This potato salad recipe is excellent for family gatherings and picnics. No one will ever realize it’s a low-fat, healthier vegan version. I promise, if my family can’t tell, yours won’t either.
I am from the Carolina’s where potato salad, cole slaw, and tomato sandwiches are necessary meal staples. This was a real issue for me after switching to a plant-based lifestyle, because you know what all these foods require right? Mayonnaise!
The Southern potato salad recipe I had used for 35 years called for mayo, and that wouldn’t work anymore due to the eggs and oil. This was a very sad realization for me.
But did it have to be? I decided to search for a compliant, heart-healthy mayonnaise option that would allow these foods to continue to be a part of mine and my family’s lives.
Unfortunately, I quickly found out that store-bought mayo options–though they were vegan–were certainly not healthy. They contained lots of artery-clogging oil and loads of fat.
One of my first tests was to try it in my decades-old Southern potato salad recipe, along with other regular ingredients like onion, pickled relish, yellow mustard, and spices. I was ecstatic that it worked perfectly!
Sometimes I make this with red potatoes and leave the skins on for more nutritional bang!
One medium red potato has about one-third of our daily Vitamin C requirement, plus four grams of protein and three grams of fiber. Leave the skin on, because that is where most of the goodness resides.
Nutrition in Red Potatoes
A medium, red-skinned potato that’s baked measures about 2.25 to 3.25 inches in diameter.
If you eat the skin and flesh of the potato, you’ll get 153 calories, 3 grams of protein and less than 1 gram of fat, according the U.S. Department of Agriculture. This makes potatoes a good fit for low-fat diets.
Red potatoes also provide you with a variety of vitamins to maintain your health. A medium red potato provides 36 percent of the daily value of vitamin C. Your body needs vitamin C to form collagen — an essential connective-tissue protein — to fight infections, to help iron and copper absorption and to maintain healthy bones.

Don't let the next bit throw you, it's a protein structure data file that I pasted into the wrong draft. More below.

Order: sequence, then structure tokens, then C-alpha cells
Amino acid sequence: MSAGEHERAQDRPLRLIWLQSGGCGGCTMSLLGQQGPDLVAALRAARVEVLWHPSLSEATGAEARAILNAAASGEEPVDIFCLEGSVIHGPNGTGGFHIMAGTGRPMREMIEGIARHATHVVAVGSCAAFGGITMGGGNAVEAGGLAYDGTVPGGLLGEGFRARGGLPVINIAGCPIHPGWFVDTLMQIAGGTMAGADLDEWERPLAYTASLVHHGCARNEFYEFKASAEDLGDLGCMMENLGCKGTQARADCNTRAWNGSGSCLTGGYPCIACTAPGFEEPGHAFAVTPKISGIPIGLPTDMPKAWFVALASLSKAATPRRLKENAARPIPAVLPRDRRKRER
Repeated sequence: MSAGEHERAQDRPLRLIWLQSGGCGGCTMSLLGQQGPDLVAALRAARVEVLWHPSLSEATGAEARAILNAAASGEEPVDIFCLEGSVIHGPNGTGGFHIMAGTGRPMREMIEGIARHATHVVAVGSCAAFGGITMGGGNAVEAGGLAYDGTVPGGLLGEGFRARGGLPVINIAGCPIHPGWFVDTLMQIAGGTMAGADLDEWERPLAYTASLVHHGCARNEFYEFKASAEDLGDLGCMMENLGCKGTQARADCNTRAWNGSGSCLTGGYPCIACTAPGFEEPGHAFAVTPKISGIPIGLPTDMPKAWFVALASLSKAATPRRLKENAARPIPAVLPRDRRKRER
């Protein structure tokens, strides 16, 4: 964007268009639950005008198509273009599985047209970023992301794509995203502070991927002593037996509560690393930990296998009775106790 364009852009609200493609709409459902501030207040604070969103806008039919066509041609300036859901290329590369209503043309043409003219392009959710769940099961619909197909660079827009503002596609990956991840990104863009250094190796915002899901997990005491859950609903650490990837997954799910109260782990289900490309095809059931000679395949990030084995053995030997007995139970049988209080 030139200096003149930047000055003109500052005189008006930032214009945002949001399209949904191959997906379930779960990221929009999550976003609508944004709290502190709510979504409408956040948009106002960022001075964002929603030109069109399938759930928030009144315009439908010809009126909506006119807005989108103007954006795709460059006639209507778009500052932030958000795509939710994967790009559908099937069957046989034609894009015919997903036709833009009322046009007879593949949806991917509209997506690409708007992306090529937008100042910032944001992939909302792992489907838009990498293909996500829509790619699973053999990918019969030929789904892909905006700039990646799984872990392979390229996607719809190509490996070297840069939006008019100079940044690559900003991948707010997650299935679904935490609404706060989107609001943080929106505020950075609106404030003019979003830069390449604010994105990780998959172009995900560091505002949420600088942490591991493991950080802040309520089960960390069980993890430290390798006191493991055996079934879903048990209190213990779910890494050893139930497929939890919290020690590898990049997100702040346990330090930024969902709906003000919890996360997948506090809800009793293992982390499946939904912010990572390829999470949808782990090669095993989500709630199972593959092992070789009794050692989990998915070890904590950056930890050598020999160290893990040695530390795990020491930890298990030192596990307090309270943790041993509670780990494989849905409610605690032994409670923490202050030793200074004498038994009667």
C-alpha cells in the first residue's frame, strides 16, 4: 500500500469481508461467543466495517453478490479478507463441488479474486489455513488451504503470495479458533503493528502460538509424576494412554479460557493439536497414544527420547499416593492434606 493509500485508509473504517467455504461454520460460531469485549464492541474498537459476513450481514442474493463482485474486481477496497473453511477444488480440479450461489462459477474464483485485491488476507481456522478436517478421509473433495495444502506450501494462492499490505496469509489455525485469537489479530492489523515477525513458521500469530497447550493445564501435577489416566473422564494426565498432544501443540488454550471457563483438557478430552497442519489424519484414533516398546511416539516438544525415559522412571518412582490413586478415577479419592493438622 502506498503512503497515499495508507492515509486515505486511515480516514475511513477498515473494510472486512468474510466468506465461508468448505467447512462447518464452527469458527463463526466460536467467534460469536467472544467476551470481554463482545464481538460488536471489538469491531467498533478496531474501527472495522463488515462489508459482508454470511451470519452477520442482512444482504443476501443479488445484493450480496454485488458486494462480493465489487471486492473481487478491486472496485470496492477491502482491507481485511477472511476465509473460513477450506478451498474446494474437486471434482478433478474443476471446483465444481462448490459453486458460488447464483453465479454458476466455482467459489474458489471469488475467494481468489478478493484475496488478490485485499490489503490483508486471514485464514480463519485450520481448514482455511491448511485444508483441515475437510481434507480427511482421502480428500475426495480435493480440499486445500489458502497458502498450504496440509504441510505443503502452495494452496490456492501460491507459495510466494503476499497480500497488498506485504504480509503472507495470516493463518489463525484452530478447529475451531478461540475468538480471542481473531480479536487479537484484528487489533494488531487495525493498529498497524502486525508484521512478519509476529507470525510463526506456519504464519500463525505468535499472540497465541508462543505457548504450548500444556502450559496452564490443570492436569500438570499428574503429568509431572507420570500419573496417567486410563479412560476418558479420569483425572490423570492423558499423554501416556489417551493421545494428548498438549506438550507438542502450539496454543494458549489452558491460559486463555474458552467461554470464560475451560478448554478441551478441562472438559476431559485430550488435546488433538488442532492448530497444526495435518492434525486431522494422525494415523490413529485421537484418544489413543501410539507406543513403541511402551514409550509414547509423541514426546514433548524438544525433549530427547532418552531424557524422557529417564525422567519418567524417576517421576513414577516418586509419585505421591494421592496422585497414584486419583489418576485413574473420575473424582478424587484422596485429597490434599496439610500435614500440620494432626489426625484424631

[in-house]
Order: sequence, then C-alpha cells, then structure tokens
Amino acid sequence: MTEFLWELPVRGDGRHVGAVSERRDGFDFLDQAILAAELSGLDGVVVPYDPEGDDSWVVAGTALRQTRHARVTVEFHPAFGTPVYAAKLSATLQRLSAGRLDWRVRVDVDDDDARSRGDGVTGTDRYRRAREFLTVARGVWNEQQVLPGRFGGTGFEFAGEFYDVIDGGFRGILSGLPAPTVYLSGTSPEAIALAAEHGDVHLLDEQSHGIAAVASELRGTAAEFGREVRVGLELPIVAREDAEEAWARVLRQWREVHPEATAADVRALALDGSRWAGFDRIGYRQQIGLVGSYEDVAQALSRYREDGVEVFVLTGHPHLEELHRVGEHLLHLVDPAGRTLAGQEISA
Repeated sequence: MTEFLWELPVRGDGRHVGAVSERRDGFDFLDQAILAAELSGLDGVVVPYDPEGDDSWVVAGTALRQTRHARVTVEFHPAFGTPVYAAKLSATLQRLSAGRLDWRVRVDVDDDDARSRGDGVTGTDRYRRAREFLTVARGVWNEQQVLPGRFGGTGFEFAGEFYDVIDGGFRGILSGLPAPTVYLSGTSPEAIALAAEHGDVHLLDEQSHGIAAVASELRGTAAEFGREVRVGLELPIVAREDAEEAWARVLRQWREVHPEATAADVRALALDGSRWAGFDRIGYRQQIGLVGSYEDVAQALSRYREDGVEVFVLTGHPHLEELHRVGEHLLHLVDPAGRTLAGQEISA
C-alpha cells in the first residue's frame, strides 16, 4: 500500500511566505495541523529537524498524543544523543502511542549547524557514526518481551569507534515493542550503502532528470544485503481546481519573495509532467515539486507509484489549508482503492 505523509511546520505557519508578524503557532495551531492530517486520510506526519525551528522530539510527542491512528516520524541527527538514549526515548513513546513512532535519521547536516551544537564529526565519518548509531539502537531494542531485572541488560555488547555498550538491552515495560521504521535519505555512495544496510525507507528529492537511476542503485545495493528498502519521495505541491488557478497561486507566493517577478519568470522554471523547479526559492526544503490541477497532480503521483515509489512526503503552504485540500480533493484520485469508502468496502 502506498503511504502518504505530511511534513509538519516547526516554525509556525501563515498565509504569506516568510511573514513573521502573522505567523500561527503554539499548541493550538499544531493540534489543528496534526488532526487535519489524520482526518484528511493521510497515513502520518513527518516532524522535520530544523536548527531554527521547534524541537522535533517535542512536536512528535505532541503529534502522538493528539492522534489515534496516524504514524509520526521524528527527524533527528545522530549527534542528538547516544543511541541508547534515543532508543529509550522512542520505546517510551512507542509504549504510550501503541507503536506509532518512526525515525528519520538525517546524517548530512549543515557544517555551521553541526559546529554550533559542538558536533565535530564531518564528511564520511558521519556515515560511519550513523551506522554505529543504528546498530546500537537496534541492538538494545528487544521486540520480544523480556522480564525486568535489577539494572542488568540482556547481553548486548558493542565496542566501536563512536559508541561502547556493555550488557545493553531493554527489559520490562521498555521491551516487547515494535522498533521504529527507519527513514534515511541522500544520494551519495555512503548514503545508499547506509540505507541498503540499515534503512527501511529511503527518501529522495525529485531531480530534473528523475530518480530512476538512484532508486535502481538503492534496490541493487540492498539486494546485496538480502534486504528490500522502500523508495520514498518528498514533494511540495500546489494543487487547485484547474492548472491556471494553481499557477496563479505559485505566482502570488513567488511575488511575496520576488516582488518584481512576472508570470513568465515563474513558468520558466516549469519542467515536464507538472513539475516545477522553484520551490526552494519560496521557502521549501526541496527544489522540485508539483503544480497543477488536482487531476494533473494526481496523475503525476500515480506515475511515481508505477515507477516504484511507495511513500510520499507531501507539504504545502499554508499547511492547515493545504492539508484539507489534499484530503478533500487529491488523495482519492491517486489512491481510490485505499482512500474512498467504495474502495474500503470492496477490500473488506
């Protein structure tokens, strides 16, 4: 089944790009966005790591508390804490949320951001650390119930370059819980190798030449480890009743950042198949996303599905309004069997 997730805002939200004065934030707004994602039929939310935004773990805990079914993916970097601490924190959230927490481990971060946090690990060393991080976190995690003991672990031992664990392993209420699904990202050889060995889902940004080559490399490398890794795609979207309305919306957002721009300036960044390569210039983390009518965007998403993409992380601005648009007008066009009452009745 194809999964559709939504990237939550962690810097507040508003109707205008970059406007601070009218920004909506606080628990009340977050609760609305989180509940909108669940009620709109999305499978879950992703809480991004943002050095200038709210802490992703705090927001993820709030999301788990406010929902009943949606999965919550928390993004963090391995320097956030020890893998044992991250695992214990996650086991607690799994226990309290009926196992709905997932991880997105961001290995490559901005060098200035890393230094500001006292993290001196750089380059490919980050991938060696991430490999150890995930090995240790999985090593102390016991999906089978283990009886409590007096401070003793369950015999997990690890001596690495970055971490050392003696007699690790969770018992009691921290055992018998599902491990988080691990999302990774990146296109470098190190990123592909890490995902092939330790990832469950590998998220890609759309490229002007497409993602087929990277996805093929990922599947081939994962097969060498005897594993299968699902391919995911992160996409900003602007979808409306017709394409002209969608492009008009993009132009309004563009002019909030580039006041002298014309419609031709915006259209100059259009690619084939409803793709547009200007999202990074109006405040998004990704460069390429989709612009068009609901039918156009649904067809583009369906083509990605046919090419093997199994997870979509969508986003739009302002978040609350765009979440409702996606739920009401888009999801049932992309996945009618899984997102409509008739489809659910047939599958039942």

You’ll also get 19 percent of the daily value for vitamin B6, 13 percent for niacin and 12 percent for folate from red potatoes. These B vitamins aid in energy metabolism, cell growth and repair, keeping skin and nerves healthy, and they help prevent certain neural-tube birth defects in babies.–LiveStrong
Not only that, but it was great in cole slaw and on tomato sandwiches (the ultimate test) too!
When I take this potato salad to family get-togethers, the bowl is always empty when I bring it home!
Other Great Southern Recipes:
- 6 medium-large potatoes
- 1 small onion (purple onion makes it prettier)
- 1 Tbsp sweet pickle relish
- 1 Tbsp (heaping) low-fat mayo recipe below. I use heaping Tbsp.
- 1 tsp yellow mustard (not dry mustard)
- 1 tsp garlic powder
- 1 tsp parsley flakes
- 1 pinch smoked paprika
- 1 tsp salt or to your taste preference
- Black ground pepper
Peel, wash, and dice potatoes. Add to a large pot of boiling water. Allow to cook on medium high until potatoes are tender, approximately 20 minutes.
Drain cooked potatoes.
Add all other ingredients--onion, low-fat mayo, mustard (this is the refrigerator kind, not dry ground), garlic powder, parsley flakes, paprika, salt, and pepper.
Mix all together thoroughly and serve.
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